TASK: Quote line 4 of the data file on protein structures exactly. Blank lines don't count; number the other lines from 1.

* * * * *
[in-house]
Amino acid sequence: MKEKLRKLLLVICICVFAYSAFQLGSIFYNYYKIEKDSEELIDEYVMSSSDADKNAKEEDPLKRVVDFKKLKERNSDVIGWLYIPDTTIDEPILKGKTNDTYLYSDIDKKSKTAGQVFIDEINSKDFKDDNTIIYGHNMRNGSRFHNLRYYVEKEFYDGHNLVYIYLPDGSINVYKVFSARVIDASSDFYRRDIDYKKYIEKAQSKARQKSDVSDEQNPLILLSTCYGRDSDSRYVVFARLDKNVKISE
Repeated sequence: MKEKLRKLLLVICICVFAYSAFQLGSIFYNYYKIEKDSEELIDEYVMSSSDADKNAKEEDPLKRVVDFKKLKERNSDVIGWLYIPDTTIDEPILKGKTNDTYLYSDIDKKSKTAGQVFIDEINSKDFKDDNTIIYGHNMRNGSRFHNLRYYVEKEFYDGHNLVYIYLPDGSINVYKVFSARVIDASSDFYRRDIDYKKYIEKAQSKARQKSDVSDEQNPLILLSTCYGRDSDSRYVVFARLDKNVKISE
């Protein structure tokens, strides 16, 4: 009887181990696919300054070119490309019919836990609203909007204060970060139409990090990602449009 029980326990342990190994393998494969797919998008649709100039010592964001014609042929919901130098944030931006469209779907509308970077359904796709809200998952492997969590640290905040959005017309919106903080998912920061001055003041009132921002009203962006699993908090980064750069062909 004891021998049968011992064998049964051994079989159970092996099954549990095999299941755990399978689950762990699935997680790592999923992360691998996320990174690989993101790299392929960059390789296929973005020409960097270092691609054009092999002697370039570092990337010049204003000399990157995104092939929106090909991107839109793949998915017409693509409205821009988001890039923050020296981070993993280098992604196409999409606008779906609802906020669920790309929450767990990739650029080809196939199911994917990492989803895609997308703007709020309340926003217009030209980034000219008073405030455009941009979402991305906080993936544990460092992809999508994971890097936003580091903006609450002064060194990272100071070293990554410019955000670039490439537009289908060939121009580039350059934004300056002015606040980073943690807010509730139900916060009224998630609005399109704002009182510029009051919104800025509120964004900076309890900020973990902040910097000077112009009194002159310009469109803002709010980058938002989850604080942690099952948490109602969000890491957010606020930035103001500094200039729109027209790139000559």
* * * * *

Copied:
């Protein structure tokens, strides 16, 4: 009887181990696919300054070119490309019919836990609203909007204060970060139409990090990602449009 029980326990342990190994393998494969797919998008649709100039010592964001014609042929919901130098944030931006469209779907509308970077359904796709809200998952492997969590640290905040959005017309919106903080998912920061001055003041009132921002009203962006699993908090980064750069062909 004891021998049968011992064998049964051994079989159970092996099954549990095999299941755990399978689950762990699935997680790592999923992360691998996320990174690989993101790299392929960059390789296929973005020409960097270092691609054009092999002697370039570092990337010049204003000399990157995104092939929106090909991107839109793949998915017409693509409205821009988001890039923050020296981070993993280098992604196409999409606008779906609802906020669920790309929450767990990739650029080809196939199911994917990492989803895609997308703007709020309340926003217009030209980034000219008073405030455009941009979402991305906080993936544990460092992809999508994971890097936003580091903006609450002064060194990272100071070293990554410019955000670039490439537009289908060939121009580039350059934004300056002015606040980073943690807010509730139900916060009224998630609005399109704002009182510029009051919104800025509120964004900076309890900020973990902040910097000077112009009194002159310009469109803002709010980058938002989850604080942690099952948490109602969000890491957010606020930035103001500094200039729109027209790139000559």